“Welcome to the PlanEasy blog! We make personal finance easy.

Thanks for visiting.”

– Owen

Great Low Risk Investments And Where They Fit Into Your Plan

Great Low Risk Investments And Where They Fit Into Your Plan

Low risk investments are an important part of every financial plan. There are certain reasons we want to use low risk investments in a plan and there are different types of low risk investments that we may want to consider.

Often we can become too focused on increasing investment return to appreciate the usefulness of a low risk investment. When used appropriately, a low risk investment provides an important source of funds in an emergency, or provides less volatility in our investment portfolio, or provides a psychological advantage that may help us avoid making a behavioural mistake during a downturn.

There are a few places that low risk investments will show up in a typical financial plan. If you haven’t considered these uses for low risk investments then it might be time to get a second opinion on your financial plan…

1. Emergency fund
2. Saving for infrequent expenses
3. Saving for a down payment (Or other short term financial goal)
4. Fixed income portion of an investment portfolio

These are some of the typical uses for low risk investments but what are some good low risk investments to use and which of these uses would they be appropriate for?

read more
Do I Have To File Taxes? No, But You Should! Here’s Why…

Do I Have To File Taxes? No, But You Should! Here’s Why…

Do you have to file taxes each year? Technically no, if you meet certain criteria, but you probably should anyway.

Filing taxes doesn’t have to be difficult. There are many great tools and resources that can help make filing taxes easy. But the longer you put it off the more difficult it will become. So even if you don’t need to file it’s a good idea to do it every year.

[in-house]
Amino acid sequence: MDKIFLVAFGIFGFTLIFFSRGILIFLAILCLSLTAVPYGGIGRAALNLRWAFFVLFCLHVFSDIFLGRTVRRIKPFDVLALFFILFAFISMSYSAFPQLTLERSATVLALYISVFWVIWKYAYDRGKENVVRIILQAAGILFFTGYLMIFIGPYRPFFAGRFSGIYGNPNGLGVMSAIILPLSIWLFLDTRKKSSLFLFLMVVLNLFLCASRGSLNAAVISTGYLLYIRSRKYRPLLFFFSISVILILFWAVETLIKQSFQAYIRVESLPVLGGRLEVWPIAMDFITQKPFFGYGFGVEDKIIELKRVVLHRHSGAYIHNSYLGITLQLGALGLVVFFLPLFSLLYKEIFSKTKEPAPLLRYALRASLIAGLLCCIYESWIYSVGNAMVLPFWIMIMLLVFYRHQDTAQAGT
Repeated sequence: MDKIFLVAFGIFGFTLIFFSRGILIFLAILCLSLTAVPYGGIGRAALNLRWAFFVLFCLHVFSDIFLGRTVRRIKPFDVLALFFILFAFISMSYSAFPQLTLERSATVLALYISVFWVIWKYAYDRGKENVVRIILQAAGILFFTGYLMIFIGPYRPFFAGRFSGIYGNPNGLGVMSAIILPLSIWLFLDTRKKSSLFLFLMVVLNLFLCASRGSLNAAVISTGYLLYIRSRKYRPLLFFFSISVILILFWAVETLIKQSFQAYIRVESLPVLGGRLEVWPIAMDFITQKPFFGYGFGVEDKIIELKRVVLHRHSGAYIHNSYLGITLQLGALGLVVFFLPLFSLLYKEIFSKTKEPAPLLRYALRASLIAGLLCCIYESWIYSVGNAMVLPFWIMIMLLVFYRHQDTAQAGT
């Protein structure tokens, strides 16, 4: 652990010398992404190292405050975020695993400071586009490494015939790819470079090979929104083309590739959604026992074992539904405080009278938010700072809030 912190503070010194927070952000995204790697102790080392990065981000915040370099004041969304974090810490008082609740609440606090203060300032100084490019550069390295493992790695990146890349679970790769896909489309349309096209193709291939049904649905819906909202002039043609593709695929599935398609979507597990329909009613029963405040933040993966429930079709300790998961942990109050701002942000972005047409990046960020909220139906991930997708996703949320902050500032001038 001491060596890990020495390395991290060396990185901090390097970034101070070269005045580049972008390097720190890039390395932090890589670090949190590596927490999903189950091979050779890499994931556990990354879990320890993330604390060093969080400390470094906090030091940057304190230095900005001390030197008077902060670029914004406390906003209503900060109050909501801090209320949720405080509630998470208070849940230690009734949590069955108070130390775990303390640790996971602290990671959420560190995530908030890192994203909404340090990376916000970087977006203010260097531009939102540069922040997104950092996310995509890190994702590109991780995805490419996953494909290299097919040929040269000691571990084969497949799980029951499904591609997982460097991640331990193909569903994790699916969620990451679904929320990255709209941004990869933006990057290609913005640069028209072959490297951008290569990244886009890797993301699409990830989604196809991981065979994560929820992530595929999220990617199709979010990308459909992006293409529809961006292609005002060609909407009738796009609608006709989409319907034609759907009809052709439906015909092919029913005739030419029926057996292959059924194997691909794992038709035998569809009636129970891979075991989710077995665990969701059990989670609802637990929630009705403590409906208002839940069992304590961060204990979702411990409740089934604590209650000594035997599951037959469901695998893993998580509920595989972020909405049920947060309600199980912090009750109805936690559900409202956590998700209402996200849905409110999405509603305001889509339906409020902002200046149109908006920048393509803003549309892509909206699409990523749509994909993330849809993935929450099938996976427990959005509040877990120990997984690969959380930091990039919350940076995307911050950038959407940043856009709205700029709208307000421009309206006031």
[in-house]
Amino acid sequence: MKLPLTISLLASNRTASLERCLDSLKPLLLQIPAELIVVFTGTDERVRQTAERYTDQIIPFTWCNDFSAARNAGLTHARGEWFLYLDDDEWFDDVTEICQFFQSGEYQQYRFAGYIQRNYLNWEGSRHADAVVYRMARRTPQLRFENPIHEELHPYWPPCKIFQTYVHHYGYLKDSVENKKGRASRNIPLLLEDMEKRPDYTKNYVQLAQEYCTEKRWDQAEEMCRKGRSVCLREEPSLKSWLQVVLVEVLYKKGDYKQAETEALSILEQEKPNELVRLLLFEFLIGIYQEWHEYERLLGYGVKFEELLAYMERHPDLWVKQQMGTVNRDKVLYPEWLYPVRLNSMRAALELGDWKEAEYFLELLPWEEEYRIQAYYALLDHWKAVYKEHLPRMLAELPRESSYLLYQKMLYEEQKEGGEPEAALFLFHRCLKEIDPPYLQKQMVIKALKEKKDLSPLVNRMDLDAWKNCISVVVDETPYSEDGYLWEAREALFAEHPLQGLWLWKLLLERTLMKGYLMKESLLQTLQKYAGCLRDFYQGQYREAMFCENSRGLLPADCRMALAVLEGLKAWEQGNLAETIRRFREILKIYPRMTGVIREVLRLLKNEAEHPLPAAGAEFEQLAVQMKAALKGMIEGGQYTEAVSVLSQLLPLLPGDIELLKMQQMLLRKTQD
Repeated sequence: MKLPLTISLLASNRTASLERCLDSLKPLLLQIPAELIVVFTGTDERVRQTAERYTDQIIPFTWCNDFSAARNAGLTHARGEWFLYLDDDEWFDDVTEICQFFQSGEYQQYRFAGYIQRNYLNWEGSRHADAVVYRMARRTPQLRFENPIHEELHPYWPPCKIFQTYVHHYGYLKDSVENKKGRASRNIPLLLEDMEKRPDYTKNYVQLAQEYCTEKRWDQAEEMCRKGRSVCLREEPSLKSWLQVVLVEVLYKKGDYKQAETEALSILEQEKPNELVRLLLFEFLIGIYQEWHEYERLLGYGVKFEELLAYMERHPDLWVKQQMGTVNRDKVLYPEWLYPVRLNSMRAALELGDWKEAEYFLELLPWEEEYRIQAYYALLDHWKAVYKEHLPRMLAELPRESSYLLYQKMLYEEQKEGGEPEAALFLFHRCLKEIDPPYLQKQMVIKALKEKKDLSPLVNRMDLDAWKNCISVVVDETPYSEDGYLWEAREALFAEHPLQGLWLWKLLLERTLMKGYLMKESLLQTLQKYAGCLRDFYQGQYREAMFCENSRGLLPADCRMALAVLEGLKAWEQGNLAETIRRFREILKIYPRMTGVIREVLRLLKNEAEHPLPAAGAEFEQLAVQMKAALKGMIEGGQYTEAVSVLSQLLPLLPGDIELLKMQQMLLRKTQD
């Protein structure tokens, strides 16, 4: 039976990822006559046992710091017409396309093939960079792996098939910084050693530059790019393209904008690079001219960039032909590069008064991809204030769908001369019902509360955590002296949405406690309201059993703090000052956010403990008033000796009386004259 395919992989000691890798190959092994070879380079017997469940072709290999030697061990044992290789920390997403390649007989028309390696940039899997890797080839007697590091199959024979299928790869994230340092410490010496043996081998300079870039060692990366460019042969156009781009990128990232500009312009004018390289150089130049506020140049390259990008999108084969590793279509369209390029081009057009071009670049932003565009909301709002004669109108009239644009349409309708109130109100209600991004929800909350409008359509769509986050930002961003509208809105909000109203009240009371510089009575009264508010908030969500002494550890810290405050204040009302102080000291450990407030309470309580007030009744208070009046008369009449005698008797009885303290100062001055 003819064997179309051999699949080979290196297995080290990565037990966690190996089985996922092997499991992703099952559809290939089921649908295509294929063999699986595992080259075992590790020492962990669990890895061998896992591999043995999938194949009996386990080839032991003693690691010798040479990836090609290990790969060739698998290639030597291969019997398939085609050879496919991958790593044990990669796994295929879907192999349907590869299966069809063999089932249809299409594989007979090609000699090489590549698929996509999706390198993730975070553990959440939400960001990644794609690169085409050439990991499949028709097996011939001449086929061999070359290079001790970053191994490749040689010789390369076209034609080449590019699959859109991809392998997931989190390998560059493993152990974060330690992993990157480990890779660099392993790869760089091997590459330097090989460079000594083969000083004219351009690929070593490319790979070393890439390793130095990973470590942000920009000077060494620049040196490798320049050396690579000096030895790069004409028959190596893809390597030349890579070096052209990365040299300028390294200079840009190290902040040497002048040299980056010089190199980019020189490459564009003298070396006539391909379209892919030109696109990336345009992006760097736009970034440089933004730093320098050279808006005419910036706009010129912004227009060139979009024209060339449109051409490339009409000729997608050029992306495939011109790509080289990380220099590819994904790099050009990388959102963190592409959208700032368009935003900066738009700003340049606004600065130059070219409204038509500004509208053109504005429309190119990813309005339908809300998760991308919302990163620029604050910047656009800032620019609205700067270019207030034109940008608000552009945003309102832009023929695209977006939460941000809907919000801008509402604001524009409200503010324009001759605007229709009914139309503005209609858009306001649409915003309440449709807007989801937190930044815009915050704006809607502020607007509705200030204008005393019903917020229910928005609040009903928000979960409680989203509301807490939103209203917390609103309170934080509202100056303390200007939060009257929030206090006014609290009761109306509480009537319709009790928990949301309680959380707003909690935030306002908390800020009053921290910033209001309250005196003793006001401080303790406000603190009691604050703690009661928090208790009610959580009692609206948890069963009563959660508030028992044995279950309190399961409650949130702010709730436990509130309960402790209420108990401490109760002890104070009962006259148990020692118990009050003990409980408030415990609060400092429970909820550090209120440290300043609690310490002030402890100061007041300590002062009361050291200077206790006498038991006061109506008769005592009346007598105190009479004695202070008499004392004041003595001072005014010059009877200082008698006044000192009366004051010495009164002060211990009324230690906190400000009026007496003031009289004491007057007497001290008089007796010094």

Technically the government doesn’t force you to file taxes unless you meet certain criteria. If the government owes you money in the form of a tax refund then they’re happy to hold onto that money for you indefinitely. As you’ll see below, there are certain criteria that the government looks at when determining if you need to file a tax return or not.

But even though you may not NEED to file a tax return you probably should. There are many good reasons to file your tax return each year.

Not filing a tax return may mean that you’re leaving money on the table, not just in the form of a tax refund but also the potential government benefits that you may be eligible for.

read more
New Parents Guide To Setting Up An RESP

New Parents Guide To Setting Up An RESP

Congratulations! You’re starting a family or have already started a family and through all the craziness of raising children you’re also thinking about setting up an RESP. That’s fantastic!

As a new parent you now get access to a special tax advantaged account called the RESP and it comes with some special features that all parents should take advantage of.

As the name implies, the Registered Education Savings Plan (RESP) is meant to help parents (or relatives) save for a child’s post-secondary education.

There are a few benefits to the RESP that make it attractive to parents. One is that investments inside the RESP are able to grow tax free. The second is that contributions receive a matching grant of up to 20% or $500 per year, whichever is lower. Plus there are even extra grants and learning bonds available for lower income families.

But with all the attractive features of an RESP there are also some restrictions. These restrictions can sometimes be worrisome for parents and cause them to avoid setting up an RESP for their children. In this post we’ll explain what an RESP is, what you’ll need to set one up, some of the terminology you’ll encounter, and finally how to withdraw from your RESP in the future.

read more

Owen Winkelmolen

Fee-for-service financial planner and founder of PlanEasy.ca

“Welcome to the PlanEasy blog! We make personal finance easy.

Thanks for visiting.”

– Owen

New blog posts weekly!

Tax planning, benefit optimization, budgeting, family planning, retirement planning and more...